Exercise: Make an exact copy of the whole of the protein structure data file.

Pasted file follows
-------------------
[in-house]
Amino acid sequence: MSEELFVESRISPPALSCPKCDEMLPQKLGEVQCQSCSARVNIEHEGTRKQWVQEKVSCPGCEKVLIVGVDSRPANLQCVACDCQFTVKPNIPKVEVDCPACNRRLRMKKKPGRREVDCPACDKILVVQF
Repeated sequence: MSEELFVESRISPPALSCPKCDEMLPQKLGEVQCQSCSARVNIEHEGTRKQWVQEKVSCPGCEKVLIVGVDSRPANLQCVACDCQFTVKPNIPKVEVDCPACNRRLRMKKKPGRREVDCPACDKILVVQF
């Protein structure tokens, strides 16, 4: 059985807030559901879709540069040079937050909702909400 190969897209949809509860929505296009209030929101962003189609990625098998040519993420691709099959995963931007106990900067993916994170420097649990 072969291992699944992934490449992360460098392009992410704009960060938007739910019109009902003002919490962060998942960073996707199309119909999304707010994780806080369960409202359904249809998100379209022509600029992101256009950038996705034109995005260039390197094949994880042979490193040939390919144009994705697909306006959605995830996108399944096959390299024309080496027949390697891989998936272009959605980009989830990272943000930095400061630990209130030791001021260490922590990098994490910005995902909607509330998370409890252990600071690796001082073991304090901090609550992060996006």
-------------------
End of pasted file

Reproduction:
[in-house]
Amino acid sequence: MSEELFVESRISPPALSCPKCDEMLPQKLGEVQCQSCSARVNIEHEGTRKQWVQEKVSCPGCEKVLIVGVDSRPANLQCVACDCQFTVKPNIPKVEVDCPACNRRLRMKKKPGRREVDCPACDKILVVQF
Repeated sequence: MSEELFVESRISPPALSCPKCDEMLPQKLGEVQCQSCSARVNIEHEGTRKQWVQEKVSCPGCEKVLIVGVDSRPANLQCVACDCQFTVKPNIPKVEVDCPACNRRLRMKKKPGRREVDCPACDKILVVQF
């Protein structure tokens, strides 16, 4: 059985807030559901879709540069040079937050909702909400 190969897209949809509860929505296009209030929101962003189609990625098998040519993420691709099959995963931007106990900067993916994170420097649990 072969291992699944992934490449992360460098392009992410704009960060938007739910019109009902003002919490962060998942960073996707199309119909999304707010994780806080369960409202359904249809998100379209022509600029992101256009950038996705034109995005260039390197094949994880042979490193040939390919144009994705697909306006959605995830996108399944096959390299024309080496027949390697891989998936272009959605980009989830990272943000930095400061630990209130030791001021260490922590990098994490910005995902909607509330998370409890252990600071690796001082073991304090901090609550992060996006």